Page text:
January 23, 2006

Blink: Judging a site, judging an app

Oh boy–yet another reason to check out Malcolm Gladwell’s ubiquitous Blink: The Power of Thinking Without Thinking. Canadian researchers report that Web site visitors draw conclusions about the quality of a site in the first twentieth of a second. Among other things, Gladwell posits that more information is not always better, that rapid assessments are sometimes more accurate than the fruits of months of study. Maybe our well-trained consumer subconscious can keep us out of trouble–away from a phishing site, say.
I found myself thinking about my customary reaction to the usability work of Jakob Nielsen–i.e., some amount of distrust & desire to pick it apart. Mr. Nielsen is of course a sharp and insightful guy, so why am I likely to approach articles on less familiar sites like UX Magazine, Airbag Industries, and WeBreakStuff with a more open mind? I think it’s that after all these years, I still can’t see Nielsen’s willfully undesigned UseIt.com, with its Windows 3.1 color scheme & unhelpfully wide paragraphs, without thinking, in that first blink of an eye, “This guy doesn’t care about aesthetics, about style.” And thus, “Not my people.”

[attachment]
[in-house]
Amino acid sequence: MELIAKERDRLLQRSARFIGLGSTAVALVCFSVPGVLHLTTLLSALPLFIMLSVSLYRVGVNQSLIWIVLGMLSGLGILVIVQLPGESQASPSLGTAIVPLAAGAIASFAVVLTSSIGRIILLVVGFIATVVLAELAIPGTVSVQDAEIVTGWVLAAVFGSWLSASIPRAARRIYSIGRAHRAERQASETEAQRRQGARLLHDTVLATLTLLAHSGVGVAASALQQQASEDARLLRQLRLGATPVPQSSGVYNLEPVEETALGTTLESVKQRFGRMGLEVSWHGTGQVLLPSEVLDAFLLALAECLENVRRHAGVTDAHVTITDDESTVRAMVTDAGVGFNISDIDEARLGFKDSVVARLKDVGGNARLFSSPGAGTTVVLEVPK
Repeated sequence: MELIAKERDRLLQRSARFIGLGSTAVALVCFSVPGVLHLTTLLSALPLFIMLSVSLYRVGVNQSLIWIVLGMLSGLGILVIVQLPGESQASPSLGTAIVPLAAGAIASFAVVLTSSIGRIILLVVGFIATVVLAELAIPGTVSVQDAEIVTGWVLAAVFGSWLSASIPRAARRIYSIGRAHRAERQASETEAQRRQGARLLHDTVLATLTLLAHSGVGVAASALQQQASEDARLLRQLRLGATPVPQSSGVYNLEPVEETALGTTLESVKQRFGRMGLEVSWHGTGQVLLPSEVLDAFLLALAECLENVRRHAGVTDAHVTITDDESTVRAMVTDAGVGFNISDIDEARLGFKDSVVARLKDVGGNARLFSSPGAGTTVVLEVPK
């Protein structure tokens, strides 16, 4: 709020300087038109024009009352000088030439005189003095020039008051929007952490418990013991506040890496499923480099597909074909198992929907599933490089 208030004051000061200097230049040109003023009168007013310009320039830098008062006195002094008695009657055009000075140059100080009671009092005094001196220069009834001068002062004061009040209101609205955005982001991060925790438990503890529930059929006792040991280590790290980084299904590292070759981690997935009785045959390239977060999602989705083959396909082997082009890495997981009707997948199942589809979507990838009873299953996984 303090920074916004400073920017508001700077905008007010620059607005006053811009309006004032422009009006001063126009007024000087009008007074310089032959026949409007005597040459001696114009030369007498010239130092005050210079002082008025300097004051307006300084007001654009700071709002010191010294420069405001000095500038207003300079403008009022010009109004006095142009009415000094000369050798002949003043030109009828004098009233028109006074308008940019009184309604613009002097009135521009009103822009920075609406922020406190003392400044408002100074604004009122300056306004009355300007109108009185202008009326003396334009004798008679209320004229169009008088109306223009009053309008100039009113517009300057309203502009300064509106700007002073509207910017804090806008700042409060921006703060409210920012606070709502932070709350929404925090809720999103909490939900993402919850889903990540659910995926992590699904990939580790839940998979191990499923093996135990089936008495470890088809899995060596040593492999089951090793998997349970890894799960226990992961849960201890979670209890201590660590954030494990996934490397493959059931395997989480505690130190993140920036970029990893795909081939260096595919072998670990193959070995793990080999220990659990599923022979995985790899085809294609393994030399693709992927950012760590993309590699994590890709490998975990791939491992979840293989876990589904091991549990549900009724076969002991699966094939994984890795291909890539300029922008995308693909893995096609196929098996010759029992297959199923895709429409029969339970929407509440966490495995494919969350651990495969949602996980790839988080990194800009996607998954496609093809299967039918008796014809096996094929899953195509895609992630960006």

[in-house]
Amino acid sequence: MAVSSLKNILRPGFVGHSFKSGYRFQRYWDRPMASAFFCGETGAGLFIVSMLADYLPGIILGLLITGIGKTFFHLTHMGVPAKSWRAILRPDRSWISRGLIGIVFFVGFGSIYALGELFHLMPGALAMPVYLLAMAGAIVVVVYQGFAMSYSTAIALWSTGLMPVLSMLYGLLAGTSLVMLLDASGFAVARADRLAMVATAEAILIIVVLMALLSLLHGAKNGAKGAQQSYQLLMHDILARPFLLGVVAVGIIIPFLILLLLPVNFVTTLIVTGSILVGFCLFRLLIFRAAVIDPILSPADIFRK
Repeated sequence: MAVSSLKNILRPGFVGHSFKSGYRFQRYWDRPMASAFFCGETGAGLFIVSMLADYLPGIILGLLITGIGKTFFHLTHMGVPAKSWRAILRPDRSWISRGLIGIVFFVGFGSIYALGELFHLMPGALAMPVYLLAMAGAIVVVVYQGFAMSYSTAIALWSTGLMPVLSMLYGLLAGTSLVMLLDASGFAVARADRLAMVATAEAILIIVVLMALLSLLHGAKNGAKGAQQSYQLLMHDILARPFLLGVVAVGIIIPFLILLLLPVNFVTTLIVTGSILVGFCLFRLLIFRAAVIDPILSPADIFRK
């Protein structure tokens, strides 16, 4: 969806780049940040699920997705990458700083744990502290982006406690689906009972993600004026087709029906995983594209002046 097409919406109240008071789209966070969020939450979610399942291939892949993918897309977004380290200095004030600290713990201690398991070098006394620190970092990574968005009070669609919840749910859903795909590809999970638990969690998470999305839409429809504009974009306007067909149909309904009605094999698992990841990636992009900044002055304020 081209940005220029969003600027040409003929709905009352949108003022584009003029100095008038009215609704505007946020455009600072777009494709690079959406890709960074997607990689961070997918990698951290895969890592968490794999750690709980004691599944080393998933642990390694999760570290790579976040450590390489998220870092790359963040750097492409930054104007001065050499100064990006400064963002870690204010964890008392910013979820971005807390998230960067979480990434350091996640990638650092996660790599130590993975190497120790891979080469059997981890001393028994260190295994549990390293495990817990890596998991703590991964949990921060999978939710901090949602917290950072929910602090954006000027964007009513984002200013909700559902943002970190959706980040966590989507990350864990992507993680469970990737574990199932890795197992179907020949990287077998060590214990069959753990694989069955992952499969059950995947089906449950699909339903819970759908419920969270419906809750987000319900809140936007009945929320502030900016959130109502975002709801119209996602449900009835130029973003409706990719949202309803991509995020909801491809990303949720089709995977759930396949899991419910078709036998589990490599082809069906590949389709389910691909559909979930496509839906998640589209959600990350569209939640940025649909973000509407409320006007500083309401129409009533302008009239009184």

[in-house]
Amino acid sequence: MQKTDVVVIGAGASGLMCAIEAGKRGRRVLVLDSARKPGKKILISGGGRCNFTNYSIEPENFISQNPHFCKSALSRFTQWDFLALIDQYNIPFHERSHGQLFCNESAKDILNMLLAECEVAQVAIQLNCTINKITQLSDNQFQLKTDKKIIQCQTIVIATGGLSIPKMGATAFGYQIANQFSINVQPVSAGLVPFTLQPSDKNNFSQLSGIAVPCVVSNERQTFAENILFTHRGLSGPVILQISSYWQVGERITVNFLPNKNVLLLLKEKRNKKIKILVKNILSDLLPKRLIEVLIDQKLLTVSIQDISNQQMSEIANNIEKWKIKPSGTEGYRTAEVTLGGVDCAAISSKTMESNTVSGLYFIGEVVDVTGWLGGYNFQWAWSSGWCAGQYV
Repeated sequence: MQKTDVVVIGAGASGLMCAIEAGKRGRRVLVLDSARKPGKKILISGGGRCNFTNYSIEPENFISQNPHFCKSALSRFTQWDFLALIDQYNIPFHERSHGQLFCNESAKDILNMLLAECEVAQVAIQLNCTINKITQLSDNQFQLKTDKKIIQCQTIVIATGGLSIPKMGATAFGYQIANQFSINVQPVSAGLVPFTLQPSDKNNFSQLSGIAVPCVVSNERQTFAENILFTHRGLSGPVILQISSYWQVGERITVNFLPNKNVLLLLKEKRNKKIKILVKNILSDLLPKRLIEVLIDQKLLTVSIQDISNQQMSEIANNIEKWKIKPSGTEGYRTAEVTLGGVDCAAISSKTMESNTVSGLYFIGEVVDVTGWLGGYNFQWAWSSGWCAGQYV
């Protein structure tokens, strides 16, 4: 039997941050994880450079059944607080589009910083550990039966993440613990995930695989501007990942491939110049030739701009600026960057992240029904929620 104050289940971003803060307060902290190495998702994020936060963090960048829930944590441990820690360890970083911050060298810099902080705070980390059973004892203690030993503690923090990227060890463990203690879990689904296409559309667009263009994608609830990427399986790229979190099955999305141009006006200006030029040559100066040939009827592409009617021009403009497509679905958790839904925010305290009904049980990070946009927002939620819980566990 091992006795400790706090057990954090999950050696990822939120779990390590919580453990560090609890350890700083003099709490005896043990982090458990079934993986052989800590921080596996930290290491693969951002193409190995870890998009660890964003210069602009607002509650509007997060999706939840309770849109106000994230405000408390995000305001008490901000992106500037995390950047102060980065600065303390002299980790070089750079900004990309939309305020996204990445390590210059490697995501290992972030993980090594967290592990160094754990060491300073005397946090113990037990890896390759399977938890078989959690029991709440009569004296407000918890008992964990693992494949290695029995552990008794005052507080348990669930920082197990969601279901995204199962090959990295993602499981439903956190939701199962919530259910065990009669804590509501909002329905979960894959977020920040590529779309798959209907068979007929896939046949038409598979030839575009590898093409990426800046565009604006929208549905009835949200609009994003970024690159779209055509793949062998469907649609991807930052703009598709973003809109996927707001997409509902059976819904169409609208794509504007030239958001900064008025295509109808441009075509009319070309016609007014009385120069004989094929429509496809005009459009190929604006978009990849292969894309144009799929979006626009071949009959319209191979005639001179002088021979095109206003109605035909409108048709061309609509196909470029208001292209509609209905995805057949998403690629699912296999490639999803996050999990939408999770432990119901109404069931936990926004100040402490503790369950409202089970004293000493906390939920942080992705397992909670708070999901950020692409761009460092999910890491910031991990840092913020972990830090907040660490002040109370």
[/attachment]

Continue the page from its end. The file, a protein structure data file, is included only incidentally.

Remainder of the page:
There’s an Adobe angle here, I think, insofar as this kind of phenomenon applies to software. Typically, given a choice between putting resources into flashy UI vs. putting them towards a specific solution (a new tool, format supported, etc.), I and many others will favor the latter. In doing so, however, we risk playing all the notes but missing the music. Whether an app keeps pace with contemporary style gives immediate, sometimes unconscious cues about its quality, freshness, and relevance.
In CS2 the palettes have been subtly modernized (okay, very subtly), but that’s the tip of the iceberg. The newly announced Production Studio features a significantly smartened UI (here it is in action in After Effects), and Project Lightroom breaks new ground for Adobe, making use of animation and transparency.
So, suffice it to say that we’re moving in the right direction, prioritizing visual polish alongside refined interaction, and I’m looking forward to working more with the Experience Design (XD) team from the former Macromedia. Now, if we can just work on that new “junkyard wars” bundle packaging of ours… ;-)
[Study links via Style Gala and CF Journal]

Posted by John Nack at 10:10 PM on January 23, 2006

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